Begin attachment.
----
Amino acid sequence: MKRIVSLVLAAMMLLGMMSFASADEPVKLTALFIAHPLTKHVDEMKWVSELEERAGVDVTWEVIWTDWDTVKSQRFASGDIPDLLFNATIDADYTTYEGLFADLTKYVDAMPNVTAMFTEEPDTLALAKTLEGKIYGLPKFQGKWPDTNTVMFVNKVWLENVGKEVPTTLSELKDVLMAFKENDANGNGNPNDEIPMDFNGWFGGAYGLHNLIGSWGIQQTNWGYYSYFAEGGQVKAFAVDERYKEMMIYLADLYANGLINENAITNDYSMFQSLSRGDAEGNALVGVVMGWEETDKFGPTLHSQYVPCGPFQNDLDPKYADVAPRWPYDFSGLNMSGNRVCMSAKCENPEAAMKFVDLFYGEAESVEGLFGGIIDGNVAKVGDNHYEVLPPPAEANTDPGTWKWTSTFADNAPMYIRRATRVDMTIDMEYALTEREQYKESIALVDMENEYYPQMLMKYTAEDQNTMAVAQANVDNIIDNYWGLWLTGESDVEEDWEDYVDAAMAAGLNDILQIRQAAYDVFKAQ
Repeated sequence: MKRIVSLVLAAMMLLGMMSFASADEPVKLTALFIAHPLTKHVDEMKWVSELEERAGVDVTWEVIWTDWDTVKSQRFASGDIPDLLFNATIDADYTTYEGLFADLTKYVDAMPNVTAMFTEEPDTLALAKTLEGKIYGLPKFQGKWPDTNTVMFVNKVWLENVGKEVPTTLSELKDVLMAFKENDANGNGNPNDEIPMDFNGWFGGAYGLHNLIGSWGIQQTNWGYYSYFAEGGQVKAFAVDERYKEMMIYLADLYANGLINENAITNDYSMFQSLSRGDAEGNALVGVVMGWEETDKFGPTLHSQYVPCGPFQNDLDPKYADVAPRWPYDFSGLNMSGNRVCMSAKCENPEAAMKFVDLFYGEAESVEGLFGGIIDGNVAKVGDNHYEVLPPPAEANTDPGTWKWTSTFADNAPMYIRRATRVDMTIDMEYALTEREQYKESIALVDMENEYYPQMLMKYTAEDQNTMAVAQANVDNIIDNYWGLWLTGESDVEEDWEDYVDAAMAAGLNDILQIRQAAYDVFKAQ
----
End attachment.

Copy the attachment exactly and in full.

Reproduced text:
Amino acid sequence: MKRIVSLVLAAMMLLGMMSFASADEPVKLTALFIAHPLTKHVDEMKWVSELEERAGVDVTWEVIWTDWDTVKSQRFASGDIPDLLFNATIDADYTTYEGLFADLTKYVDAMPNVTAMFTEEPDTLALAKTLEGKIYGLPKFQGKWPDTNTVMFVNKVWLENVGKEVPTTLSELKDVLMAFKENDANGNGNPNDEIPMDFNGWFGGAYGLHNLIGSWGIQQTNWGYYSYFAEGGQVKAFAVDERYKEMMIYLADLYANGLINENAITNDYSMFQSLSRGDAEGNALVGVVMGWEETDKFGPTLHSQYVPCGPFQNDLDPKYADVAPRWPYDFSGLNMSGNRVCMSAKCENPEAAMKFVDLFYGEAESVEGLFGGIIDGNVAKVGDNHYEVLPPPAEANTDPGTWKWTSTFADNAPMYIRRATRVDMTIDMEYALTEREQYKESIALVDMENEYYPQMLMKYTAEDQNTMAVAQANVDNIIDNYWGLWLTGESDVEEDWEDYVDAAMAAGLNDILQIRQAAYDVFKAQ
Repeated sequence: MKRIVSLVLAAMMLLGMMSFASADEPVKLTALFIAHPLTKHVDEMKWVSELEERAGVDVTWEVIWTDWDTVKSQRFASGDIPDLLFNATIDADYTTYEGLFADLTKYVDAMPNVTAMFTEEPDTLALAKTLEGKIYGLPKFQGKWPDTNTVMFVNKVWLENVGKEVPTTLSELKDVLMAFKENDANGNGNPNDEIPMDFNGWFGGAYGLHNLIGSWGIQQTNWGYYSYFAEGGQVKAFAVDERYKEMMIYLADLYANGLINENAITNDYSMFQSLSRGDAEGNALVGVVMGWEETDKFGPTLHSQYVPCGPFQNDLDPKYADVAPRWPYDFSGLNMSGNRVCMSAKCENPEAAMKFVDLFYGEAESVEGLFGGIIDGNVAKVGDNHYEVLPPPAEANTDPGTWKWTSTFADNAPMYIRRATRVDMTIDMEYALTEREQYKESIALVDMENEYYPQMLMKYTAEDQNTMAVAQANVDNIIDNYWGLWLTGESDVEEDWEDYVDAAMAAGLNDILQIRQAAYDVFKAQ